Billions of dollars from President Biden’s American Rescue Plan were integral to the physical reopening of schools, and researchers are clear that this kind of additional financial school support can directly result in increased student success. The same law included many other measures to assist our students’ families, including expanding the child tax credit. Since countless studies have found that the majority of factors that affect student achievement exist outside the schoolhouse walls, these additional supports should have a major positive impact on student learning for years to come. Speaking of additional supports, the Biden administration also approved the biggest increase ever to food assistance benefits in the Supplemental Nutrition Assistance Program (it’s hard for hungry students to concentrate on school).

But that’s not all the additional funding the Biden administration is planning to provide to education. Congress is on track to support a huge increase in moneys for Title 1 schools (those with large numbers of low-income students) and for programs to support disabled students. In addition, the roughly $2 trillion Build Back Better plan passed by the House provides funds directly for schools to support K-12 programs as well as creating universal pre-K programs to be at least partly provided by schools. Even though Sen. Joe Manchin III (D-W.Va.) said he opposes the plan, he has also said he supports the expansion of pre-K programs.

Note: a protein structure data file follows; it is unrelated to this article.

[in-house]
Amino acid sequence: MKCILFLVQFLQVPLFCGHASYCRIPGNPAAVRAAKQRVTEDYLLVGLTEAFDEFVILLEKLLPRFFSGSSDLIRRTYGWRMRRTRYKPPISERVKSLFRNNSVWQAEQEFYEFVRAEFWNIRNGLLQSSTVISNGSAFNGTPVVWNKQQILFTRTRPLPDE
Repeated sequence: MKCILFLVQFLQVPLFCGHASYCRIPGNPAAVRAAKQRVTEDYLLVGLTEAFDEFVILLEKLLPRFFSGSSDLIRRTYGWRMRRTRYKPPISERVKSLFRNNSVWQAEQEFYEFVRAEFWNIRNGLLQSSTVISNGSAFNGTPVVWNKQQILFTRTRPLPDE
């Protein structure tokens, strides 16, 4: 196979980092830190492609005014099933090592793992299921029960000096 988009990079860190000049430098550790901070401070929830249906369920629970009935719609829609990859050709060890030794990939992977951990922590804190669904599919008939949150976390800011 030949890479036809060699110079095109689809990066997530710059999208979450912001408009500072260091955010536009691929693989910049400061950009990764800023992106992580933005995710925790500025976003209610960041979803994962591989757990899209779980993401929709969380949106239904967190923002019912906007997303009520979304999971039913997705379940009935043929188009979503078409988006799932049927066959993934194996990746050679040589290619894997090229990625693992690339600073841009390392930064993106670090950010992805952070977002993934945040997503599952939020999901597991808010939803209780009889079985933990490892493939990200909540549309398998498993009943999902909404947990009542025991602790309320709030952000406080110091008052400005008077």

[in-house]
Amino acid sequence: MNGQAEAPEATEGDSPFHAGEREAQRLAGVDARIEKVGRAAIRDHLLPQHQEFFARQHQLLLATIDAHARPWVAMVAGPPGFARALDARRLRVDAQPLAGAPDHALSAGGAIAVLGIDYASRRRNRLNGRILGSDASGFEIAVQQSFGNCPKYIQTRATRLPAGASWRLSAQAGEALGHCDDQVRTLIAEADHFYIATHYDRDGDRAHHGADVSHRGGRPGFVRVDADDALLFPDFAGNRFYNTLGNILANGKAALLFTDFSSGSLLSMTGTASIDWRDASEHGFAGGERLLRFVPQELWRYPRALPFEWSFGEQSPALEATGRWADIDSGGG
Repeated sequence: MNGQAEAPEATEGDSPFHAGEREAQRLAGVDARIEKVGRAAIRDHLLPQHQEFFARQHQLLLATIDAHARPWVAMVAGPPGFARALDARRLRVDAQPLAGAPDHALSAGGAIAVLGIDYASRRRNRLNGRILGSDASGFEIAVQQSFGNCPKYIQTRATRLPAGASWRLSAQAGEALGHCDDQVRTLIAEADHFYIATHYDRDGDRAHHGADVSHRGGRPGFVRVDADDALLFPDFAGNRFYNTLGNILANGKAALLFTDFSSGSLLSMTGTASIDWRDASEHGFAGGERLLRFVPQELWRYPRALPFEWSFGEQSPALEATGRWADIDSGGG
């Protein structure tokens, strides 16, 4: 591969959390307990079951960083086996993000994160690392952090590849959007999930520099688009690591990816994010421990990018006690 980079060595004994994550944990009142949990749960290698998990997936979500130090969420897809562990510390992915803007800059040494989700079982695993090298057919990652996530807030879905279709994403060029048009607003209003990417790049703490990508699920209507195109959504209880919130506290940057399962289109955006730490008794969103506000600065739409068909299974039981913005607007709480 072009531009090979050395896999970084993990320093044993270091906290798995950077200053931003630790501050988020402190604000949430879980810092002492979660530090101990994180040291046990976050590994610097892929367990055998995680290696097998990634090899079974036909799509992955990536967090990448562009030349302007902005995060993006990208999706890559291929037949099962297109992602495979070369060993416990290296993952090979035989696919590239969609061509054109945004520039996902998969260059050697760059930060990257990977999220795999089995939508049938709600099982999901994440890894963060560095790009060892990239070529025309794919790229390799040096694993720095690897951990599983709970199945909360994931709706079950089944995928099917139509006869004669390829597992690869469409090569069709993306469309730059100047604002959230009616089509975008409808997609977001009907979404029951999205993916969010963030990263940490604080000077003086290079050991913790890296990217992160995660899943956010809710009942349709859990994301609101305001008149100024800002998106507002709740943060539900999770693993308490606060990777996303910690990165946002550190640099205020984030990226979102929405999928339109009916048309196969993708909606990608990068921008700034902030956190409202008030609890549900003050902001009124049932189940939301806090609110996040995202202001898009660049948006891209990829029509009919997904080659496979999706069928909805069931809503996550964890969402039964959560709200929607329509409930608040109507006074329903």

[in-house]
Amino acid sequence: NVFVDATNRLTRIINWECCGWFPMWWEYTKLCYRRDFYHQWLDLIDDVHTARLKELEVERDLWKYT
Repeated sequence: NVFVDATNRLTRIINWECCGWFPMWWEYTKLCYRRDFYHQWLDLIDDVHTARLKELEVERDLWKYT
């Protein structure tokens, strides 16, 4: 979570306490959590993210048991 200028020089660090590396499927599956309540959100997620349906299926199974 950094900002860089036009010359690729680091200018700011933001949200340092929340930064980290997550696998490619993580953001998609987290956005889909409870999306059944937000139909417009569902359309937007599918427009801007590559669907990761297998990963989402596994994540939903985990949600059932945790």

Speaking of attacks on educators and school boards, Republican operatives initiated a full assault against schools teaching about systemic racism — and, in some cases, any kind of racism — using the smokescreen of “critical race theory” (which is typically taught in graduate schools, not in K-12). One group even announced a “bounty” for anyone who “caught” a teacher violating state limits on discussing anti-racism. A parent’s voice in education is critical to their child’s success in school. Many educators have pushed for years for the increased engagement of parents. Oftentimes, however, these fights against mask and vaccine mandates, and against teaching about systemic racism, have crossed the line into parent bullying.

One particular element of these kinds of attacks warrants its own bullet point under the worst list — major efforts by conservative Republican legislators, school board members, and/or parents to ban books that offer a different world view on human sexuality, race, or just about anything they disagree with. One school board member suggested burning them. In some areas, students are leading the fight against these book bans.